The Integral Interval

…between these two posts passes a vast time of vaster misery, the soul or mind’s confinement to a sick body rolling in bed in the harsh bright sunlight of Busan. A visit to the hospital transpired, where a new confinement occurred in a windowless cell which itself inspired thoughts on hierarchies of confinement. I was confined to a sick body in a sick room, unable to abandon either, but there were other confinements piled on top of these: my fateful confinement to this country, to my own abilities and inabilities, to my time and solitude, to my life and the moment of my death, and all sorts of other things besides.

So many of them are confinements of perspective, abstractions that man or circumstance can sculpt. For instance a nice phone conversation with a friend revealed to me the possibility that Busan was not an ugly city; and besides, in Byron’s Prisoner of Chillon, the chained man comes to love his chains, a possibility I fear. Another prisoner, Borges’ Tzinacan, the subject of a perfect story, discovers the universe and the power of god in the writing on a jaguar’s pelt, but after witnessing the infinite he likewise sees how infinitely minuscule he is, and, rather than freeing himself, we gain a great line, a great triumph in the world of words—“that is why, lying in darkness, I allow the days to forget me.”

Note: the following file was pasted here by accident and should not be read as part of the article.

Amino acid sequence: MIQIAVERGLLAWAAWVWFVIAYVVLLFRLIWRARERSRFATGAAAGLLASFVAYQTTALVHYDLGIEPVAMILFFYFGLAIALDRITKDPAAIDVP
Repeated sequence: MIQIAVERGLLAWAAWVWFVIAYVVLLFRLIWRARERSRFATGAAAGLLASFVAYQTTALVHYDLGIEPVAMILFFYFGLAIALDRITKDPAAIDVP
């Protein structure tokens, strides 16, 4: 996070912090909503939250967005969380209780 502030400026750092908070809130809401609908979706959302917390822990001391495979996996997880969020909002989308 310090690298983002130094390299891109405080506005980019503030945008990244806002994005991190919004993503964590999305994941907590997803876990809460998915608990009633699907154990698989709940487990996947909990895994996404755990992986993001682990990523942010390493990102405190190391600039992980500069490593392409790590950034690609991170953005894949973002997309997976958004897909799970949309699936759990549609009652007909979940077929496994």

I have not allowed them to forget me; the infinite is everywhere, no one is blind to it. I am still here, still working toward my desires (though I drool over the line, even with the mismatched gender of its pronouns: “The inheritance Yourcenar received after the death of his father, allowed her to devote herself to writing.”). Dark days may deepen the hues of a writer’s brush, and besides, these days are not so dark. I’m trying to brighten them. It’s not enough to stick it out here for nine more months; I have to try to enjoy myself, otherwise this venture is a failure.

Revelations of conversation, thought, imagery, pass before me like a glimmering carousel whirling in a dizzying blur from the moment I fight to open my eyes to the moment I fight to close them; the shaky chaos of my life will one day lead to peace in the form of books and forests.

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One thought on “The Integral Interval

  1. Annie says:

    You wrote “Dark days may deepen the hues of a writer’s brush, and besides, these days are not so dark. I’m trying to brighten them.”

    But I say (among others) that “thy eternal summer shall not fade.”

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